|Plot Summary of The Man Who Fought Alone|
Forge, Nov 2001, 27.95, 463 pp.
Life stinks if you ask former private detective Mick “Brew” Axbrewder. The accidental killing of his brother years ago will always haunt Brew, a recovering alcoholic. Brew's former partner his beloved Ginny Fistoulari has barely been civil to him since he killed his sibling. He understands why Ginny loathes him, but all Brew wants is another chance to redeem what is left of his life even if Ginny is never at his side again.
While Ginny finds work with another sleuth, an apprehensive Brew accepts a security job at martial arts tournament. Surprisingly, at least to Brew, is how deep two rival schools hate each other as both claim ownership of antique Chinese print blocks containing martial art poses. When someone is killed, Brew believes the murder is associated with the valuable blocks, but struggles to uncover whom committed murder.
In the fourth “The Man Who” series, Stephen Donaldson provides quite an antihero battling his own problems in a seemingly futile attempt to salvage his scarred soul. The who-done-It of THE MAN WHO FOUGHT ALONE engages the audience though the culprit seems obvious relatively early into the plot. Still, readers will relish this tale because Brew's quest for redemption makes his efforts to solve the murder quite appealing to readers in this terse private investigator thriller.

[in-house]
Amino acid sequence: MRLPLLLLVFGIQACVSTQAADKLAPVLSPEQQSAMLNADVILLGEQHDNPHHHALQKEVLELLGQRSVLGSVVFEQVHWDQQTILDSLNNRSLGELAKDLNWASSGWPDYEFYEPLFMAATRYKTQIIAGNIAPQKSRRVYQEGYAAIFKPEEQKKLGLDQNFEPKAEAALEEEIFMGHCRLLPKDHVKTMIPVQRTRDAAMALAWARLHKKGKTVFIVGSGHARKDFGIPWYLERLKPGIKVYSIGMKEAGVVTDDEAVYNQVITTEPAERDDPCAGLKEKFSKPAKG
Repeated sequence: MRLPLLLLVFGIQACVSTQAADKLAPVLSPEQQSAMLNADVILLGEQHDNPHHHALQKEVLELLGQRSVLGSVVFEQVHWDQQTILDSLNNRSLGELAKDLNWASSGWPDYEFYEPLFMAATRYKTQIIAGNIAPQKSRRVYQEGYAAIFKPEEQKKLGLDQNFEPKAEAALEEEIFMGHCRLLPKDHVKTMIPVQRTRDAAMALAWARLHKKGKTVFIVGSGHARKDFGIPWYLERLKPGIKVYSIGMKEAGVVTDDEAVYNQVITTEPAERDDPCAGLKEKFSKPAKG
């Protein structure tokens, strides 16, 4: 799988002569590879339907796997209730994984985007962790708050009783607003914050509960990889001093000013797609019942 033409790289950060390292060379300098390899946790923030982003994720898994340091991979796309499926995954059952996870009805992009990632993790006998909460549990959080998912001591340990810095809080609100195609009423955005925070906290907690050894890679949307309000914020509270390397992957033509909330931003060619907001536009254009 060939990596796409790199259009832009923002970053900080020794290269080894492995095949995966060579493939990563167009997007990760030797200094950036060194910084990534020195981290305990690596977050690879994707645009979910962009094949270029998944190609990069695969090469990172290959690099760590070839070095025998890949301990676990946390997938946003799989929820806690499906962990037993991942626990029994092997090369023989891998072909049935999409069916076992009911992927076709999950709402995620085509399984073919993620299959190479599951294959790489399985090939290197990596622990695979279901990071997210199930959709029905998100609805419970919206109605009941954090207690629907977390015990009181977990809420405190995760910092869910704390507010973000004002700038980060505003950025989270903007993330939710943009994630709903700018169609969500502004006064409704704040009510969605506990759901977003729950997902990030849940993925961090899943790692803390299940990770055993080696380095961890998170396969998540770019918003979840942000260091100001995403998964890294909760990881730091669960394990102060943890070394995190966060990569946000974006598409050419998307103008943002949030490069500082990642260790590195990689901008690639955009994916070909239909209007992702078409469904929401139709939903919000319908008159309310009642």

This synopsis report prepared by Harriet Klausner
|Chapter Analysis of The Man Who Fought Alone|
Ratings are on a 1-10 scale (Low to High)
How difficult to spot villain?
- Difficult, but some clues given
Time/era of story:
What % of story relates directly
to the mystery, not the subplot?
Kind of investigator
- hard boiled/private eye
Kid or adult book?
- Adult or Young Adult Book
Any non-mystery subplot?
- feelings of fear/loss/inadequacy
Murder Mystery (killer unknown)
- private investigator
Accounts of torture and death?
- generic/vague references to death/punishment
Amount of dialog
- roughly even amounts of descript and dialog
Note: the views expressed here are only those of the reviewer(s).
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